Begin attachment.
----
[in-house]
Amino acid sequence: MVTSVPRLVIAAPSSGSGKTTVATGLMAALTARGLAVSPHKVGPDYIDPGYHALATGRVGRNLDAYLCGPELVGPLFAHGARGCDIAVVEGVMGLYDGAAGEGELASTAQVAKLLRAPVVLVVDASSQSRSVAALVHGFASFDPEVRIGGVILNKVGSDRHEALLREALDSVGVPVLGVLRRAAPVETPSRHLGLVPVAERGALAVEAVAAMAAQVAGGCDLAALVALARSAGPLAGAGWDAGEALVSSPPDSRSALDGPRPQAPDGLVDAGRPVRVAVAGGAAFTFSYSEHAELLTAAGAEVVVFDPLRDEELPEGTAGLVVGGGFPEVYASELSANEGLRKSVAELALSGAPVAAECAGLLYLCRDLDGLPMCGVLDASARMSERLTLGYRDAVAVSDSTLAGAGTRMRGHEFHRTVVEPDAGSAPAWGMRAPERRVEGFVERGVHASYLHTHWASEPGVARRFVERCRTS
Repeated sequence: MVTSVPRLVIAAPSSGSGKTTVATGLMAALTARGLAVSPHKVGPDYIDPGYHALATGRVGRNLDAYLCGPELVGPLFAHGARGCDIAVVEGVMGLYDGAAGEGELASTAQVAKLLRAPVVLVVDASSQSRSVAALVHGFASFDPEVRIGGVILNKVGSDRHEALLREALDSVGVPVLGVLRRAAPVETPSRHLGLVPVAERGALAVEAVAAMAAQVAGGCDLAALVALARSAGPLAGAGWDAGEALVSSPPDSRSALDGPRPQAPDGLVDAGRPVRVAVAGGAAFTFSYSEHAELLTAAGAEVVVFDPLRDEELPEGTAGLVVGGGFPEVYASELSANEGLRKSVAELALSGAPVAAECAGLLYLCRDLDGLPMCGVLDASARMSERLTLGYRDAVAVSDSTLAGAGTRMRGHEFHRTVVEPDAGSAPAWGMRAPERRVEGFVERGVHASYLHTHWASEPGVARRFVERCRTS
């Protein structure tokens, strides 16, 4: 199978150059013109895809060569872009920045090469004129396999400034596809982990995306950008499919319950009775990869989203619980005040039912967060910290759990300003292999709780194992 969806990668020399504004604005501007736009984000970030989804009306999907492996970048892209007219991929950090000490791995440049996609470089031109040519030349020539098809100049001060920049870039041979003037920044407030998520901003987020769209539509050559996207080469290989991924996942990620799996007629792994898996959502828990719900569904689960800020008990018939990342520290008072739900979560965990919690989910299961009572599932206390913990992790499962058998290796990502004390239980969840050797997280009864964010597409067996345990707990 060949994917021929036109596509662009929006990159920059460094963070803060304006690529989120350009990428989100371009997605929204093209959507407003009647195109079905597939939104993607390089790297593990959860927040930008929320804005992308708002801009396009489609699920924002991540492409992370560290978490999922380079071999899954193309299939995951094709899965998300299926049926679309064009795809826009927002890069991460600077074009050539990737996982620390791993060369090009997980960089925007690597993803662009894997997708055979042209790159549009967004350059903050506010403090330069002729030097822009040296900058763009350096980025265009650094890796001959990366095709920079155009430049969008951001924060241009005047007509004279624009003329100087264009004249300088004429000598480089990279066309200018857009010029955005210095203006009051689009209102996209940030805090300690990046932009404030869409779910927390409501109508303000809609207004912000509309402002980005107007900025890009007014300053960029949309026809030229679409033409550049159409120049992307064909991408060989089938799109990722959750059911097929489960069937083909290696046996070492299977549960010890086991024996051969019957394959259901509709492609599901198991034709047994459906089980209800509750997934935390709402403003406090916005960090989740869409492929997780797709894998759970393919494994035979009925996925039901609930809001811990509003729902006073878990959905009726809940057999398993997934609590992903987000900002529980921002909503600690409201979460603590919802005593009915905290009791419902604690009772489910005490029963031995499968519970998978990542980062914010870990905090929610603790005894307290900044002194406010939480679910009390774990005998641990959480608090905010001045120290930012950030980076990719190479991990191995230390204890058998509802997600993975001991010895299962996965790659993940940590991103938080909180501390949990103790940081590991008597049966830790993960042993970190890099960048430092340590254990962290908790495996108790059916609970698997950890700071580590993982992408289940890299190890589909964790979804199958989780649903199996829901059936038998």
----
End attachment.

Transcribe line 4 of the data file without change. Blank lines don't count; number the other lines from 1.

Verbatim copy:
């Protein structure tokens, strides 16, 4: 199978150059013109895809060569872009920045090469004129396999400034596809982990995306950008499919319950009775990869989203619980005040039912967060910290759990300003292999709780194992 969806990668020399504004604005501007736009984000970030989804009306999907492996970048892209007219991929950090000490791995440049996609470089031109040519030349020539098809100049001060920049870039041979003037920044407030998520901003987020769209539509050559996207080469290989991924996942990620799996007629792994898996959502828990719900569904689960800020008990018939990342520290008072739900979560965990919690989910299961009572599932206390913990992790499962058998290796990502004390239980969840050797997280009864964010597409067996345990707990 060949994917021929036109596509662009929006990159920059460094963070803060304006690529989120350009990428989100371009997605929204093209959507407003009647195109079905597939939104993607390089790297593990959860927040930008929320804005992308708002801009396009489609699920924002991540492409992370560290978490999922380079071999899954193309299939995951094709899965998300299926049926679309064009795809826009927002890069991460600077074009050539990737996982620390791993060369090009997980960089925007690597993803662009894997997708055979042209790159549009967004350059903050506010403090330069002729030097822009040296900058763009350096980025265009650094890796001959990366095709920079155009430049969008951001924060241009005047007509004279624009003329100087264009004249300088004429000598480089990279066309200018857009010029955005210095203006009051689009209102996209940030805090300690990046932009404030869409779910927390409501109508303000809609207004912000509309402002980005107007900025890009007014300053960029949309026809030229679409033409550049159409120049992307064909991408060989089938799109990722959750059911097929489960069937083909290696046996070492299977549960010890086991024996051969019957394959259901509709492609599901198991034709047994459906089980209800509750997934935390709402403003406090916005960090989740869409492929997780797709894998759970393919494994035979009925996925039901609930809001811990509003729902006073878990959905009726809940057999398993997934609590992903987000900002529980921002909503600690409201979460603590919802005593009915905290009791419902604690009772489910005490029963031995499968519970998978990542980062914010870990905090929610603790005894307290900044002194406010939480679910009390774990005998641990959480608090905010001045120290930012950030980076990719190479991990191995230390204890058998509802997600993975001991010895299962996965790659993940940590991103938080909180501390949990103790940081590991008597049966830790993960042993970190890099960048430092340590254990962290908790495996108790059916609970698997950890700071580590993982992408289940890299190890589909964790979804199958989780649903199996829901059936038998």